• otherEventObj {Event object} The other object to listen to.
  • eventName {String} Event to listen to (can also be space delimited list of events).
  • callback {Function} The function to call when event occurs.

Note: the callback will always be called with the eventObj as the this value.

view.listenTo(model, 'change', view.render);
// when `view.render` is called `this` will be `view`

listenToOnce eventObj.listenToOnce(otherEventObj, eventName, callback)

Same as listenTo but it unregisters itself after getting called once no matter how many times the events is triggered.

listenToAndRun eventObj.listenToAndRun(otherEventObj, eventName, callback)

Same as listenTo but also immediately executes the registered callback once right away. This can be useful for things like methods that re-calculate totals, but that also need to be run once to calculate the initial value.

stopListening eventObj.stopListening([otherEventObj], [eventName], [callback])

Tells the eventObj to stop listening to events. Most commonly it's used without arguments to remove all callbacks an object registered before destroying the object. For example ampersand-view calls this.stopListening() as part of .remove().

However, you can also use stopListening with specific objects, events or callbacks.

  • otherEventObj {Event object} The other object being listened to.
  • eventName {String} A specific string or space-delimited list of events to stop listening to.
  • callback {Function} A specific callback to remove.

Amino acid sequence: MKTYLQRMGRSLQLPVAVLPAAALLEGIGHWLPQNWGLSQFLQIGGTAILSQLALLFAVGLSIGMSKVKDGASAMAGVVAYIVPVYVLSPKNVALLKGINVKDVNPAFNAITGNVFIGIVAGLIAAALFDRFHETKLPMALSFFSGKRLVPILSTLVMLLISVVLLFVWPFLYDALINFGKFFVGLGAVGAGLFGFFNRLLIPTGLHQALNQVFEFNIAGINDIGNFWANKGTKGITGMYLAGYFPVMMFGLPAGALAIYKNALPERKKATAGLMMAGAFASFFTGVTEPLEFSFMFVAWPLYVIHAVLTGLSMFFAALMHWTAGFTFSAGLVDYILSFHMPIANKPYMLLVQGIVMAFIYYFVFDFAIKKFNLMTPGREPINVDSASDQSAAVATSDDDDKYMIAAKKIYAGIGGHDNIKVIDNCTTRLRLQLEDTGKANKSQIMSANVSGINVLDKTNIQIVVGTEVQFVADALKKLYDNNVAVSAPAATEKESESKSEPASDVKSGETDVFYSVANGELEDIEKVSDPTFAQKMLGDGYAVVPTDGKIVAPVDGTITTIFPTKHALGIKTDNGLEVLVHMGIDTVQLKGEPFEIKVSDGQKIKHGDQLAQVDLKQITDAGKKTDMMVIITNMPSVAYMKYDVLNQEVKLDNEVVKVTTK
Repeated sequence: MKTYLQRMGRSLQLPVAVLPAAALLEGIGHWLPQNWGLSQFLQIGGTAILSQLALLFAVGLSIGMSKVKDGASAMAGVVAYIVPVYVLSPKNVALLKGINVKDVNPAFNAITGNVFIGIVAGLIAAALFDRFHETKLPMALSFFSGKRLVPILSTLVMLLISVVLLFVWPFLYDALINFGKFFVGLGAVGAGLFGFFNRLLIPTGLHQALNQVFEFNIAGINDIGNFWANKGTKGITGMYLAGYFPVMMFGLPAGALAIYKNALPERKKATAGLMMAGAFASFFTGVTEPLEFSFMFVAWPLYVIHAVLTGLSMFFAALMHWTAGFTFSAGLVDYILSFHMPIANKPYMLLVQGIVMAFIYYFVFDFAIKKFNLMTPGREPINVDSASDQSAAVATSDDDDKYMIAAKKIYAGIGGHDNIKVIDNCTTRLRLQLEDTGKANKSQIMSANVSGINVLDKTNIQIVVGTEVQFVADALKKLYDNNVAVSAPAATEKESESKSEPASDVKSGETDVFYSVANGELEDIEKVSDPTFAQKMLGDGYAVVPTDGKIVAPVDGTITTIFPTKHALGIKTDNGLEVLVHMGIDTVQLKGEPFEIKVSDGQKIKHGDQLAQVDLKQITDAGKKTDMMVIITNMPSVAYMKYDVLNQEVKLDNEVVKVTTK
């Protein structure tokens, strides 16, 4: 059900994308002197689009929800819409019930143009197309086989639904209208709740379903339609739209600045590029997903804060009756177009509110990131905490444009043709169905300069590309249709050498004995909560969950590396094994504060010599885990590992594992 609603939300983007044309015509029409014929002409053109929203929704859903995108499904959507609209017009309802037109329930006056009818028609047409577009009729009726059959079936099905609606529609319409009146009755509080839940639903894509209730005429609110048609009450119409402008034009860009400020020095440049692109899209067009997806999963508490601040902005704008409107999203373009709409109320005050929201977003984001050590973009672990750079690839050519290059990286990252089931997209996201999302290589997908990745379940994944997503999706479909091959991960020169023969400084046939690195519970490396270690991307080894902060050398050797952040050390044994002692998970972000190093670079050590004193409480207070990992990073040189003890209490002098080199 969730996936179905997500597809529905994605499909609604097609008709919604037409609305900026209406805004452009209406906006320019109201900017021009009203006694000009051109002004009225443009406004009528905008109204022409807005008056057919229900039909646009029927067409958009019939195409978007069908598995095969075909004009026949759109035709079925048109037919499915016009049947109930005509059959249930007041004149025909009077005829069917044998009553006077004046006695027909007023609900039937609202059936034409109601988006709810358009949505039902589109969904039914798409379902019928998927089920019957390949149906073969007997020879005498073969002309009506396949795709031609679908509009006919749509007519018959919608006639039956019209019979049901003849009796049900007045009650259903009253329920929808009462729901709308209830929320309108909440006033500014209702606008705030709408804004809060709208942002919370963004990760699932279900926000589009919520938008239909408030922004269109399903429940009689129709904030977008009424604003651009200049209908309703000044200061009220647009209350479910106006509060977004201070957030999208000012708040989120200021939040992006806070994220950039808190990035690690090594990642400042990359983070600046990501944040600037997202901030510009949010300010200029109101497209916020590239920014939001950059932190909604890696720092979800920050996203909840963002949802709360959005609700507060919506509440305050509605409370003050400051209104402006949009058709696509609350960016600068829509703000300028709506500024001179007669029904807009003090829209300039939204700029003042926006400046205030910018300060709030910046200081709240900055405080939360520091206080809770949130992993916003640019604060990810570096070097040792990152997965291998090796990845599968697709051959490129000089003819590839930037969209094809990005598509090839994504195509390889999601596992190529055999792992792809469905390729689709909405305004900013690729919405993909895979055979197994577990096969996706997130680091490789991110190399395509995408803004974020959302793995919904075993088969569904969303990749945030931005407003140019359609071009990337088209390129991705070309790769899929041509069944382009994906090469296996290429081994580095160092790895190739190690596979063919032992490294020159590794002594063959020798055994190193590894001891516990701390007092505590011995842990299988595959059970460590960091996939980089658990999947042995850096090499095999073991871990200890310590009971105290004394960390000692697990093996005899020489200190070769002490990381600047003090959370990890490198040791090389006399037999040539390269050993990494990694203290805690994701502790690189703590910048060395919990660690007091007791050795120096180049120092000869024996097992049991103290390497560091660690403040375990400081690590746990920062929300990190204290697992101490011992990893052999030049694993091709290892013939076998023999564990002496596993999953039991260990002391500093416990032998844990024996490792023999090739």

These can be used in any combination as shown below:

// Stops listening to everything
eventObj.stopListening();

// Stop listening to a specific object
eventObj.stopListening(object);

// Stop listening to all 'change' events from any model
eventObj.stopListening(null, 'change');

// Remove just a specific `callback`
eventObj.stopListening(null, null, callback);

changelog

  • 2.0.0 - switch to lodash v4

license

MIT

Current Tags

  • 2.0.2                                ...           latest (5 years ago)

7 Versions

  • 2.0.2                                ...           5 years ago
  • 2.0.1                                ...           5 years ago
  • 2.0.0                                ...           5 years ago
  • 1.1.1                                ...           6 years ago
  • 1.1.0                                ...           6 years ago
  • 1.0.1                                ...           6 years ago
  • 1.0.0                                ...           6 years ago